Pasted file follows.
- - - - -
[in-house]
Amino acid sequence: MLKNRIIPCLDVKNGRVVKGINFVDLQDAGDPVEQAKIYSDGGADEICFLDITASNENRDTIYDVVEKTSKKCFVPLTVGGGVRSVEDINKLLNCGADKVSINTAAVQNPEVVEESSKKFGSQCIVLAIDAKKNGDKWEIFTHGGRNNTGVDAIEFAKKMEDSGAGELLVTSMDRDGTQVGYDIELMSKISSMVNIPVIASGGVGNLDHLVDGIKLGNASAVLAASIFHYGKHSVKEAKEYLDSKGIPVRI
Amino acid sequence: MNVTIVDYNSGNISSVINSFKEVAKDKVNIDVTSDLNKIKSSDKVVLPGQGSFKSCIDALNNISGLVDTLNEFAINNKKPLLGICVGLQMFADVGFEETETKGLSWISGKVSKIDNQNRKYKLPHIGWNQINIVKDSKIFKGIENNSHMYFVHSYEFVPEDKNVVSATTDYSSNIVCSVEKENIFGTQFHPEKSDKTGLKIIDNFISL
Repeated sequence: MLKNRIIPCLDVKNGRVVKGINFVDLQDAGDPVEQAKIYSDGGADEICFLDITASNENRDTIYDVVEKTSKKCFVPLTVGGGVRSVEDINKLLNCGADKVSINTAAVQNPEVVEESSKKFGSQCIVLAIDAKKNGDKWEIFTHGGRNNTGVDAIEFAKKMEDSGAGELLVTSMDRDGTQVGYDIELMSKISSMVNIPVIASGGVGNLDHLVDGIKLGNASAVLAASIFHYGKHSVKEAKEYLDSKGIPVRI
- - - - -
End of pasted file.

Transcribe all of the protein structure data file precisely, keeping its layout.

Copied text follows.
[in-house]
Amino acid sequence: MLKNRIIPCLDVKNGRVVKGINFVDLQDAGDPVEQAKIYSDGGADEICFLDITASNENRDTIYDVVEKTSKKCFVPLTVGGGVRSVEDINKLLNCGADKVSINTAAVQNPEVVEESSKKFGSQCIVLAIDAKKNGDKWEIFTHGGRNNTGVDAIEFAKKMEDSGAGELLVTSMDRDGTQVGYDIELMSKISSMVNIPVIASGGVGNLDHLVDGIKLGNASAVLAASIFHYGKHSVKEAKEYLDSKGIPVRI
Amino acid sequence: MNVTIVDYNSGNISSVINSFKEVAKDKVNIDVTSDLNKIKSSDKVVLPGQGSFKSCIDALNNISGLVDTLNEFAINNKKPLLGICVGLQMFADVGFEETETKGLSWISGKVSKIDNQNRKYKLPHIGWNQINIVKDSKIFKGIENNSHMYFVHSYEFVPEDKNVVSATTDYSSNIVCSVEKENIFGTQFHPEKSDKTGLKIIDNFISL
Repeated sequence: MLKNRIIPCLDVKNGRVVKGINFVDLQDAGDPVEQAKIYSDGGADEICFLDITASNENRDTIYDVVEKTSKKCFVPLTVGGGVRSVEDINKLLNCGADKVSINTAAVQNPEVVEESSKKFGSQCIVLAIDAKKNGDKWEIFTHGGRNNTGVDAIEFAKKMEDSGAGELLVTSMDRDGTQVGYDIELMSKISSMVNIPVIASGGVGNLDHLVDGIKLGNASAVLAASIFHYGKHSVKEAKEYLDSKGIPVRI